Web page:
The Andes, which has always attracted skiers to the South American continent, is facing a historic decrease in snowfall this year during a decade-long drought that scientists say is the result of global warming.
Sparse rain and snow are leaving many of the majestic mountains, which stretch between Ecuador and Argentina, where there are irregular patches of snow, or no snow at all, leaving the gray earth of the peaks exposed.
Ricardo Villalba, lead researcher at the Argentine Institute of Snow, Glaciers and Environmental Science Studies, said that with rain falling and glaciers falling across the region, communities dependent on mountains for their water supply could face shortages.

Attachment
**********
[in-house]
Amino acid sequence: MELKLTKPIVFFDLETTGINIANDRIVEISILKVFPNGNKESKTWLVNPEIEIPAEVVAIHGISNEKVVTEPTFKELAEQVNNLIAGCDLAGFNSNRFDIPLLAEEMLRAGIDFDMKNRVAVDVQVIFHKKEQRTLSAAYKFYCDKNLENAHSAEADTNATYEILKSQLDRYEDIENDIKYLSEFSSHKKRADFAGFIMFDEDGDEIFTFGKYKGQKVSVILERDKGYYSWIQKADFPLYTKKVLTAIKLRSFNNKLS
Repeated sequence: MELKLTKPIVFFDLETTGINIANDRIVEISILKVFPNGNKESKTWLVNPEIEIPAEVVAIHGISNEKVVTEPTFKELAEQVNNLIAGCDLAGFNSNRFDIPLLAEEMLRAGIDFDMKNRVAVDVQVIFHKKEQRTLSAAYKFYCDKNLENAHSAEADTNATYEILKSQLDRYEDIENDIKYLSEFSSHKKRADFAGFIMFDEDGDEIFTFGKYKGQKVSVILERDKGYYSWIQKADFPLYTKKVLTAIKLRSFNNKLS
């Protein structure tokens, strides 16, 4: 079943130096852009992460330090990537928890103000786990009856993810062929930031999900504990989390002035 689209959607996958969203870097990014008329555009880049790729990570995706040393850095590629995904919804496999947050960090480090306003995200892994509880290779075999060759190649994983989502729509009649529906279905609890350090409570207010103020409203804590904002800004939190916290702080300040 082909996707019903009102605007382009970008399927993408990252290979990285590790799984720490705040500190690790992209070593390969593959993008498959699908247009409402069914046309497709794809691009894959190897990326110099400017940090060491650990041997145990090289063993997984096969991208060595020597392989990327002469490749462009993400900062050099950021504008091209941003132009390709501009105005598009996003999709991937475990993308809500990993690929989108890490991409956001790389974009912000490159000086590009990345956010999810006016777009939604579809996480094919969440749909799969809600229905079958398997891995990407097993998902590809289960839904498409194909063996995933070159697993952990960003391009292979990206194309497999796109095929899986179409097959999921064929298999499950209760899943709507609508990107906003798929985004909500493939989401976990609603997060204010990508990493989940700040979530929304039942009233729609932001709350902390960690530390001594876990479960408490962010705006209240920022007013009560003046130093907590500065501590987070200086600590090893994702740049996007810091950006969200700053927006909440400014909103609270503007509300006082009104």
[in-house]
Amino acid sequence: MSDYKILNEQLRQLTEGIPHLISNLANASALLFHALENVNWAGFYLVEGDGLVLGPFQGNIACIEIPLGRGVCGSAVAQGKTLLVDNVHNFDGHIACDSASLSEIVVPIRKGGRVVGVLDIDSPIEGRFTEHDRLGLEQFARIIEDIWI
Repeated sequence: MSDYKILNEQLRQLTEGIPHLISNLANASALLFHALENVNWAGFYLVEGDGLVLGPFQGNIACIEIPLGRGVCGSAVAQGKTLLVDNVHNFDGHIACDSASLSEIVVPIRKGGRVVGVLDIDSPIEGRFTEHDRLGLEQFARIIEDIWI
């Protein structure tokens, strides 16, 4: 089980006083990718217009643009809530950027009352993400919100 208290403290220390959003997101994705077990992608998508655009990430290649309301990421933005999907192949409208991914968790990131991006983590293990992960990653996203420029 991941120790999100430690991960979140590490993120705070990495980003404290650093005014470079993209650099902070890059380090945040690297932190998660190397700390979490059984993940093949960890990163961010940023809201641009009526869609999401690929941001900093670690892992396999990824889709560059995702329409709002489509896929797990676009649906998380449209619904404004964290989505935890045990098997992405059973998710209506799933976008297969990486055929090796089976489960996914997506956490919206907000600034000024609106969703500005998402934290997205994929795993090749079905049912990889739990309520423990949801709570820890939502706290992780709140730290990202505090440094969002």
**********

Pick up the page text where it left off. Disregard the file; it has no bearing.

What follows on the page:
“Here we are seeing a long-term process of falling precipitation, a mega-drought,” Villalba said.
“If we look at the rainfall levels now for the entire mountain range, they show that there was either no snow at all or very little snowfall,” the scientist said.
The Southern Hemisphere is currently going through winter, when it should be the height of snowfall.
Ski resorts have reopened after prolonged closures during the pandemic, and are attracting homesick skiers to the Argentina-Chile border. But the sparse snow is forcing many resorts to carry snow to cover the more popular slopes or to create artificial snow.